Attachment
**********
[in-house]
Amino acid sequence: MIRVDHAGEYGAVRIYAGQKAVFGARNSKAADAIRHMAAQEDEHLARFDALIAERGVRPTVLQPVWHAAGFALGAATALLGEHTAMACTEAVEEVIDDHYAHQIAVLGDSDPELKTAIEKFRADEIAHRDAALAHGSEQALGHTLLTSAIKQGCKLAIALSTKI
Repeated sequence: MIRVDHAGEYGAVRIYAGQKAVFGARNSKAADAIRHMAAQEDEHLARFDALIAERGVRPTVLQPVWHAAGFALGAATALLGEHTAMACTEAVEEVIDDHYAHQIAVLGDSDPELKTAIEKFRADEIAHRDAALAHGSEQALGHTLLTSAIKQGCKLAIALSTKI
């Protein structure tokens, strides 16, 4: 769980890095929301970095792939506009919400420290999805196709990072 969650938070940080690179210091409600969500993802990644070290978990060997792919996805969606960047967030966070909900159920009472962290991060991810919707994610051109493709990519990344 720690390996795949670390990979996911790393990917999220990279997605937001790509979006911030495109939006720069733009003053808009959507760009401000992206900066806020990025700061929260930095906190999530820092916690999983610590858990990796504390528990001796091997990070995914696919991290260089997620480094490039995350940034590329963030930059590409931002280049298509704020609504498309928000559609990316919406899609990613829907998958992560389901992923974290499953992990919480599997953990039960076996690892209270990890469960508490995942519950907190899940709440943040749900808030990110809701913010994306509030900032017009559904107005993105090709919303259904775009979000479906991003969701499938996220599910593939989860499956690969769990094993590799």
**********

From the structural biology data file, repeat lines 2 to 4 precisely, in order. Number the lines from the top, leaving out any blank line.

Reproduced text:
Amino acid sequence: MIRVDHAGEYGAVRIYAGQKAVFGARNSKAADAIRHMAAQEDEHLARFDALIAERGVRPTVLQPVWHAAGFALGAATALLGEHTAMACTEAVEEVIDDHYAHQIAVLGDSDPELKTAIEKFRADEIAHRDAALAHGSEQALGHTLLTSAIKQGCKLAIALSTKI
Repeated sequence: MIRVDHAGEYGAVRIYAGQKAVFGARNSKAADAIRHMAAQEDEHLARFDALIAERGVRPTVLQPVWHAAGFALGAATALLGEHTAMACTEAVEEVIDDHYAHQIAVLGDSDPELKTAIEKFRADEIAHRDAALAHGSEQALGHTLLTSAIKQGCKLAIALSTKI
């Protein structure tokens, strides 16, 4: 769980890095929301970095792939506009919400420290999805196709990072 969650938070940080690179210091409600969500993802990644070290978990060997792919996805969606960047967030966070909900159920009472962290991060991810919707994610051109493709990519990344 720690390996795949670390990979996911790393990917999220990279997605937001790509979006911030495109939006720069733009003053808009959507760009401000992206900066806020990025700061929260930095906190999530820092916690999983610590858990990796504390528990001796091997990070995914696919991290260089997620480094490039995350940034590329963030930059590409931002280049298509704020609504498309928000559609990316919406899609990613829907998958992560389901992923974290499953992990919480599997953990039960076996690892209270990890469960508490995942519950907190899940709440943040749900808030990110809701913010994306509030900032017009559904107005993105090709919303259904775009979000479906991003969701499938996220599910593939989860499956690969769990094993590799």